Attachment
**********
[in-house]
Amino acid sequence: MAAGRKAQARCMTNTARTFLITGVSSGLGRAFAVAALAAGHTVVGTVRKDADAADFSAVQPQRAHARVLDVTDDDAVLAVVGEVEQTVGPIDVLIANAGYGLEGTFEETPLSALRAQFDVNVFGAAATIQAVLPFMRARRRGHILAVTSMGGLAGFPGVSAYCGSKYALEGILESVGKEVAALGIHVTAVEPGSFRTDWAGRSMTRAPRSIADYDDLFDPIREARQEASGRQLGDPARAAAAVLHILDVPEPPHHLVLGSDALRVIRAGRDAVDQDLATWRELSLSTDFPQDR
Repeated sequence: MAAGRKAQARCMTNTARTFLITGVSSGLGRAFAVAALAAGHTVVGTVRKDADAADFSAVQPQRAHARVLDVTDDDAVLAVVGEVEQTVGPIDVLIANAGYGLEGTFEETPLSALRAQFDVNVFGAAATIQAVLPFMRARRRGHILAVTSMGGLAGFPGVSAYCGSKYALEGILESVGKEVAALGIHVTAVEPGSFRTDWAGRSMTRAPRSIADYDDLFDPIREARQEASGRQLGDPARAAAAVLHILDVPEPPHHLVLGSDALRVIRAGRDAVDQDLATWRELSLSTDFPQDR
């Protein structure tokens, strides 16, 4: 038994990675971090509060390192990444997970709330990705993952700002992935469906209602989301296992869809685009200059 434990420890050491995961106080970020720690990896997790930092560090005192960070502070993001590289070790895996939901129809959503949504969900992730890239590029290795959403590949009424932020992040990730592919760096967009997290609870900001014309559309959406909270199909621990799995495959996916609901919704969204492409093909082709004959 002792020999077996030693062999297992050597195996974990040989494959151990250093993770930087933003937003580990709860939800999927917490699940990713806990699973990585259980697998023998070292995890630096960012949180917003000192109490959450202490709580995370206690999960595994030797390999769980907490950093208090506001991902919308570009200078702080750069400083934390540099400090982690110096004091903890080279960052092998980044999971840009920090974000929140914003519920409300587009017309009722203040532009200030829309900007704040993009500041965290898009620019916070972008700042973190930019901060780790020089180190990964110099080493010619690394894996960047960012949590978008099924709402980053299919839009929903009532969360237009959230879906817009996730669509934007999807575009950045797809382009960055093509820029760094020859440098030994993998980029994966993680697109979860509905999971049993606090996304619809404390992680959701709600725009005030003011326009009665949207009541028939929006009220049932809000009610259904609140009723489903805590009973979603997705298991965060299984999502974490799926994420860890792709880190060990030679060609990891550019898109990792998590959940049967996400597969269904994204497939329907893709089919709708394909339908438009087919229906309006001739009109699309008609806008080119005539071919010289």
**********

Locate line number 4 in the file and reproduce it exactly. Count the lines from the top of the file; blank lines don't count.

């Protein structure tokens, strides 16, 4: 038994990675971090509060390192990444997970709330990705993952700002992935469906209602989301296992869809685009200059 434990420890050491995961106080970020720690990896997790930092560090005192960070502070993001590289070790895996939901129809959503949504969900992730890239590029290795959403590949009424932020992040990730592919760096967009997290609870900001014309559309959406909270199909621990799995495959996916609901919704969204492409093909082709004959 002792020999077996030693062999297992050597195996974990040989494959151990250093993770930087933003937003580990709860939800999927917490699940990713806990699973990585259980697998023998070292995890630096960012949180917003000192109490959450202490709580995370206690999960595994030797390999769980907490950093208090506001991902919308570009200078702080750069400083934390540099400090982690110096004091903890080279960052092998980044999971840009920090974000929140914003519920409300587009017309009722203040532009200030829309900007704040993009500041965290898009620019916070972008700042973190930019901060780790020089180190990964110099080493010619690394894996960047960012949590978008099924709402980053299919839009929903009532969360237009959230879906817009996730669509934007999807575009950045797809382009960055093509820029760094020859440098030994993998980029994966993680697109979860509905999971049993606090996304619809404390992680959701709600725009005030003011326009009665949207009541028939929006009220049932809000009610259904609140009723489903805590009973979603997705298991965060299984999502974490799926994420860890792709880190060990030679060609990891550019898109990792998590959940049967996400597969269904994204497939329907893709089919709708394909339908438009087919229906309006001739009109699309008609806008080119005539071919010289």